Golfers who stayed with the PGA Tour rather than LIV Golf will receive equity in the new merged league

The PGA Tour is beginning to formulate a plan to “reward” golfers who have stuck with the league over LIV Golf.

Jimmy Dunne, a member of the PGA Tour board of directors, said Friday that golfers who chose to stay with the Tour rather than LIV Golf will receive equity. How this works specifically has yet to be determined.

The move comes just days after Tour commissioner Jay Monahan between the Tour, the DP World Tour and LIV Golf.

“New [company] would grow, and the [current PGA Tour] players would get a share of equity that would grow and increase in value over time,” Dunne said, “There should be some sort of formulaic decision on how to proceed. It would be a process to determine what would be a fair mechanism that would really benefit our players.”

One of the biggest problems with the merger, is the fact that golfers who have stuck with the Tour during the Saudi-backed venture have been turned down huge paydays for doing so.

Phil Mickelson, Dustin Johnson and Bryson DeChambeau, among others, reportedly received contracts worth over $100 million just for joining LIV. Others, like Hideki Matsuyama, Patrick Cantlay and Jon Rahm, reportedly turned down similar offers. Even Tiger Woods, it seems.

“For me, it didn’t really make a difference. I was always going to be on the PGA Tour,” Matthew Fitzpatrick said Thursday of the RBC Canadian Open. “Obviously for the guys who have turned down large sums, it’s probably hard to swallow and I feel for them.”

It’s not yet clear how Dunne’s equity system will work, or what each golfer’s stake will be in the new company. However, returning LIV Golf members will not be eligible to receive this equity.

PGA Tour commissioner Jay Monahan said he was working to find a way to reward golfers who followed him on LIV Golf.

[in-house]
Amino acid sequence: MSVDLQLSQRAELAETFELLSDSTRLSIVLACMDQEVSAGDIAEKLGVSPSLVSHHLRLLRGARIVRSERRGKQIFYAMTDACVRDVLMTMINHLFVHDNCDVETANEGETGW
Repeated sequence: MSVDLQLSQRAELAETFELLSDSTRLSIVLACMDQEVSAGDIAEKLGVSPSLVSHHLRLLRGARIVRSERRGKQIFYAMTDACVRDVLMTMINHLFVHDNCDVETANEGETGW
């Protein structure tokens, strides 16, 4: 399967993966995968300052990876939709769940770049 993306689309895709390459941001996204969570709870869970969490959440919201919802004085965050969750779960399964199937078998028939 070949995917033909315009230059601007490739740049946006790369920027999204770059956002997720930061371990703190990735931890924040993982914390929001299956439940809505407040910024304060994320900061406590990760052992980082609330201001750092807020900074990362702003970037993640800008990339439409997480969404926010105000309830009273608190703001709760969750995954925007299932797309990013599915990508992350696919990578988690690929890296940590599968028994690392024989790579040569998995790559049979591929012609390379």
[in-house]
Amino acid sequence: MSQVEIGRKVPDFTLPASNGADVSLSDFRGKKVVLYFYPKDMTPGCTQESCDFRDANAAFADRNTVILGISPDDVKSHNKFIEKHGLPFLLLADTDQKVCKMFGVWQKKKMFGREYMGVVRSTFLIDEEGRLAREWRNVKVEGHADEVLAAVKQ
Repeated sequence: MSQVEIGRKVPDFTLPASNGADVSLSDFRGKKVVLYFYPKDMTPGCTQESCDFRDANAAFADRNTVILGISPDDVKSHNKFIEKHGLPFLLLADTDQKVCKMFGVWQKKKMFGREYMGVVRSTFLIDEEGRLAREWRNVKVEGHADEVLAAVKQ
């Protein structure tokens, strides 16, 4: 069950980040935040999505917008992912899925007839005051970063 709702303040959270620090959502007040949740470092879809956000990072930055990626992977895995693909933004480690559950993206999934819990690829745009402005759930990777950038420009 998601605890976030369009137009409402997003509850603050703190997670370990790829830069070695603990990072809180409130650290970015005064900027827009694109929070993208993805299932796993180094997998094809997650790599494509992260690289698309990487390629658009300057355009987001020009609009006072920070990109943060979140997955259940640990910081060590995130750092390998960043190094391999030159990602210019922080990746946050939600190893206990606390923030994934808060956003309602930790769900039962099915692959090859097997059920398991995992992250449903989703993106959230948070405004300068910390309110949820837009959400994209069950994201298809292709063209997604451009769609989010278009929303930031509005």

PGA Tour commissioner Jay Monahan said he was working to find a way to reward golfers who followed him on LIV Golf. (Adam Hagy/USA Today)

Dunne: LIV golfers will have to seek reinstatement through committee

Monahan is set to serve as CEO of the new golf league, which will be funded by Saudi Arabia’s Public Investment Fund and will include the Tour, DP World Tour and LIV Golf – although it’s unclear if LIV Golf will continue after the end of this season.

It remains to be seen how LIV golfers will be welcomed back to the Tour.

“There still have to be consequences to actions,” said Rory McIlroy, . “People who left the PGA Tour have irreparably harmed this Tour, taken legal action against it. We can’t just welcome them back. Like, that’s not going to happen. And I think that was the only thing that Jay was trying to get through yesterday, it’s like, guys, we’re not just gonna bring these guys back and pretend like nothing happened. It’s not gonna happen.”

Assuming LIV Golf does not enter a third season, Dunne said a committee would determine penalties for players who wish to return. According to ESPN, this would be decided on a “case by case” basis.

“I think we would form a panel, including tour players, who would assess what the conditions would be,” Dunne said. “Remember they’re coming back to be on the tour, so they have to be confident that they’d be good enough to keep playing, and they have to be prepared to incur the penalty for leaving… Players on the LIV [tour] who wanted to re-enter the PGA Tour would go through a process [and] suspension. Whatever the penalty, they should decide whether they want to do it or not and then they could play.”

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